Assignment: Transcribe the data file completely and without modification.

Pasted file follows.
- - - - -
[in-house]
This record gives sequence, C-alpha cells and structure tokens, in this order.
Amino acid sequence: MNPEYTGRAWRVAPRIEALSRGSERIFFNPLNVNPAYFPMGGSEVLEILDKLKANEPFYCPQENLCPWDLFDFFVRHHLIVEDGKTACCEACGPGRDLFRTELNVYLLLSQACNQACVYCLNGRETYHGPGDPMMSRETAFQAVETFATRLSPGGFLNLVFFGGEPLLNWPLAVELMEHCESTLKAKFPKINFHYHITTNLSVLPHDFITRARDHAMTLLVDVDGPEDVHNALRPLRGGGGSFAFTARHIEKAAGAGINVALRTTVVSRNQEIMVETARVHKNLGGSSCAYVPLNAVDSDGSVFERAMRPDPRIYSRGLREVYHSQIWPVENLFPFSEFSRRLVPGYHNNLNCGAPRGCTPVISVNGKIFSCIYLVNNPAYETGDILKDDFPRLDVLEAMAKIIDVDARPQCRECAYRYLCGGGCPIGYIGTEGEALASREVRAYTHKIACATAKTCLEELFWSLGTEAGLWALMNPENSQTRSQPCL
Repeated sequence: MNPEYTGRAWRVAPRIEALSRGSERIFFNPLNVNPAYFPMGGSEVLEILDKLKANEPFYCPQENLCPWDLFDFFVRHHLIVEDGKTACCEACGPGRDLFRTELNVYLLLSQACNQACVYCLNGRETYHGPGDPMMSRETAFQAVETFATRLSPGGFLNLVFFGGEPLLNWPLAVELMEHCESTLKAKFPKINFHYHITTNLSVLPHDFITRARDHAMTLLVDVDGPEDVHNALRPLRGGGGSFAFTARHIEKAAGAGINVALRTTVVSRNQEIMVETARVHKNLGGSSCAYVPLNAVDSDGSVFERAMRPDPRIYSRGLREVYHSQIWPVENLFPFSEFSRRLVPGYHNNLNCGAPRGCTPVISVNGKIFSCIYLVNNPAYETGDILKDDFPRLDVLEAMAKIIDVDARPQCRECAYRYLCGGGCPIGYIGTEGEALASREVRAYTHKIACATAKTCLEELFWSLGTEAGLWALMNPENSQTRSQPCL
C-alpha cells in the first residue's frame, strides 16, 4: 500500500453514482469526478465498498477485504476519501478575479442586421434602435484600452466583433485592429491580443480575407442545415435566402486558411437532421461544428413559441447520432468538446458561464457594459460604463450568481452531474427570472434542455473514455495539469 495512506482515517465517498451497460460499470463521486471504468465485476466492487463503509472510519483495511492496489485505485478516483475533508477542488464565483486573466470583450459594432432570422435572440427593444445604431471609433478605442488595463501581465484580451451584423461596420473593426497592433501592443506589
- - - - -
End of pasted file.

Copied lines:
[in-house]
This record gives sequence, C-alpha cells and structure tokens, in this order.
Amino acid sequence: MNPEYTGRAWRVAPRIEALSRGSERIFFNPLNVNPAYFPMGGSEVLEILDKLKANEPFYCPQENLCPWDLFDFFVRHHLIVEDGKTACCEACGPGRDLFRTELNVYLLLSQACNQACVYCLNGRETYHGPGDPMMSRETAFQAVETFATRLSPGGFLNLVFFGGEPLLNWPLAVELMEHCESTLKAKFPKINFHYHITTNLSVLPHDFITRARDHAMTLLVDVDGPEDVHNALRPLRGGGGSFAFTARHIEKAAGAGINVALRTTVVSRNQEIMVETARVHKNLGGSSCAYVPLNAVDSDGSVFERAMRPDPRIYSRGLREVYHSQIWPVENLFPFSEFSRRLVPGYHNNLNCGAPRGCTPVISVNGKIFSCIYLVNNPAYETGDILKDDFPRLDVLEAMAKIIDVDARPQCRECAYRYLCGGGCPIGYIGTEGEALASREVRAYTHKIACATAKTCLEELFWSLGTEAGLWALMNPENSQTRSQPCL
Repeated sequence: MNPEYTGRAWRVAPRIEALSRGSERIFFNPLNVNPAYFPMGGSEVLEILDKLKANEPFYCPQENLCPWDLFDFFVRHHLIVEDGKTACCEACGPGRDLFRTELNVYLLLSQACNQACVYCLNGRETYHGPGDPMMSRETAFQAVETFATRLSPGGFLNLVFFGGEPLLNWPLAVELMEHCESTLKAKFPKINFHYHITTNLSVLPHDFITRARDHAMTLLVDVDGPEDVHNALRPLRGGGGSFAFTARHIEKAAGAGINVALRTTVVSRNQEIMVETARVHKNLGGSSCAYVPLNAVDSDGSVFERAMRPDPRIYSRGLREVYHSQIWPVENLFPFSEFSRRLVPGYHNNLNCGAPRGCTPVISVNGKIFSCIYLVNNPAYETGDILKDDFPRLDVLEAMAKIIDVDARPQCRECAYRYLCGGGCPIGYIGTEGEALASREVRAYTHKIACATAKTCLEELFWSLGTEAGLWALMNPENSQTRSQPCL
C-alpha cells in the first residue's frame, strides 16, 4: 500500500453514482469526478465498498477485504476519501478575479442586421434602435484600452466583433485592429491580443480575407442545415435566402486558411437532421461544428413559441447520432468538446458561464457594459460604463450568481452531474427570472434542455473514455495539469 495512506482515517465517498451497460460499470463521486471504468465485476466492487463503509472510519483495511492496489485505485478516483475533508477542488464565483486573466470583450459594432432570422435572440427593444445604431471609433478605442488595463501581465484580451451584423461596420473593426497592433501592443506589